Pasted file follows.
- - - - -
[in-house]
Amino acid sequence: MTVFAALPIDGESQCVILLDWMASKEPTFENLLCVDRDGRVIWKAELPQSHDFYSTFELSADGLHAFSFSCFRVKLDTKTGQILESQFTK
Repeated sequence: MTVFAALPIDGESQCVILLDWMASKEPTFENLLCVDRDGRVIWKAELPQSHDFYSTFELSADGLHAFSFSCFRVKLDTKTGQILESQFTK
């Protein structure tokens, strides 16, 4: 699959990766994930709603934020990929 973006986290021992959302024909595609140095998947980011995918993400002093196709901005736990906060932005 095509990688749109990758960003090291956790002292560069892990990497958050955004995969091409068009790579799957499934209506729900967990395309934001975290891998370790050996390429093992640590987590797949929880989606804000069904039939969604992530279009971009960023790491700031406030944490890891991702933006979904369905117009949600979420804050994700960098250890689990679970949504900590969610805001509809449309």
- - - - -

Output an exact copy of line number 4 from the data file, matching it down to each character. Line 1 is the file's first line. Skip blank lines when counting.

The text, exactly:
């Protein structure tokens, strides 16, 4: 699959990766994930709603934020990929 973006986290021992959302024909595609140095998947980011995918993400002093196709901005736990906060932005 095509990688749109990758960003090291956790002292560069892990990497958050955004995969091409068009790579799957499934209506729900967990395309934001975290891998370790050996390429093992640590987590797949929880989606804000069904039939969604992530279009971009960023790491700031406030944490890891991702933006979904369905117009949600979420804050994700960098250890689990679970949504900590969610805001509809449309």